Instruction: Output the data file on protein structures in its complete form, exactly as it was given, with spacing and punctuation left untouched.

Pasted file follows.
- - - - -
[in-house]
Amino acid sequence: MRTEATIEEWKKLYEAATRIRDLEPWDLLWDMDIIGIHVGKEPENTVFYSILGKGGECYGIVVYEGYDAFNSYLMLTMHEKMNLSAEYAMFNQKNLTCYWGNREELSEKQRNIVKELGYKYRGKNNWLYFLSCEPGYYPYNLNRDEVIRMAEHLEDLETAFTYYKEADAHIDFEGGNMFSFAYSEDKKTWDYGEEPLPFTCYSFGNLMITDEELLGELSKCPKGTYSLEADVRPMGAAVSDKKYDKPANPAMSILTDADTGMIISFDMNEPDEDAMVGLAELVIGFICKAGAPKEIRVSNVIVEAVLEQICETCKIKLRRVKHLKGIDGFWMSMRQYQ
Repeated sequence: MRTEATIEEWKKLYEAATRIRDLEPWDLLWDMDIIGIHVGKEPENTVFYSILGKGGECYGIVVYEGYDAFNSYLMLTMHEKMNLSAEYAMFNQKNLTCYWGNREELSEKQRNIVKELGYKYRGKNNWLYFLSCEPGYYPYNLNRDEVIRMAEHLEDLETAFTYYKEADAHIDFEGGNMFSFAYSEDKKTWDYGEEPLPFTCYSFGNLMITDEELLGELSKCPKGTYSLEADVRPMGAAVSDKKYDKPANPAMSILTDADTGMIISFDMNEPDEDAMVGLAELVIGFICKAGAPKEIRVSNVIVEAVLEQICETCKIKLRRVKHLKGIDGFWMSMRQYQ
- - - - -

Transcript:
[in-house]
Amino acid sequence: MRTEATIEEWKKLYEAATRIRDLEPWDLLWDMDIIGIHVGKEPENTVFYSILGKGGECYGIVVYEGYDAFNSYLMLTMHEKMNLSAEYAMFNQKNLTCYWGNREELSEKQRNIVKELGYKYRGKNNWLYFLSCEPGYYPYNLNRDEVIRMAEHLEDLETAFTYYKEADAHIDFEGGNMFSFAYSEDKKTWDYGEEPLPFTCYSFGNLMITDEELLGELSKCPKGTYSLEADVRPMGAAVSDKKYDKPANPAMSILTDADTGMIISFDMNEPDEDAMVGLAELVIGFICKAGAPKEIRVSNVIVEAVLEQICETCKIKLRRVKHLKGIDGFWMSMRQYQ
Repeated sequence: MRTEATIEEWKKLYEAATRIRDLEPWDLLWDMDIIGIHVGKEPENTVFYSILGKGGECYGIVVYEGYDAFNSYLMLTMHEKMNLSAEYAMFNQKNLTCYWGNREELSEKQRNIVKELGYKYRGKNNWLYFLSCEPGYYPYNLNRDEVIRMAEHLEDLETAFTYYKEADAHIDFEGGNMFSFAYSEDKKTWDYGEEPLPFTCYSFGNLMITDEELLGELSKCPKGTYSLEADVRPMGAAVSDKKYDKPANPAMSILTDADTGMIISFDMNEPDEDAMVGLAELVIGFICKAGAPKEIRVSNVIVEAVLEQICETCKIKLRRVKHLKGIDGFWMSMRQYQ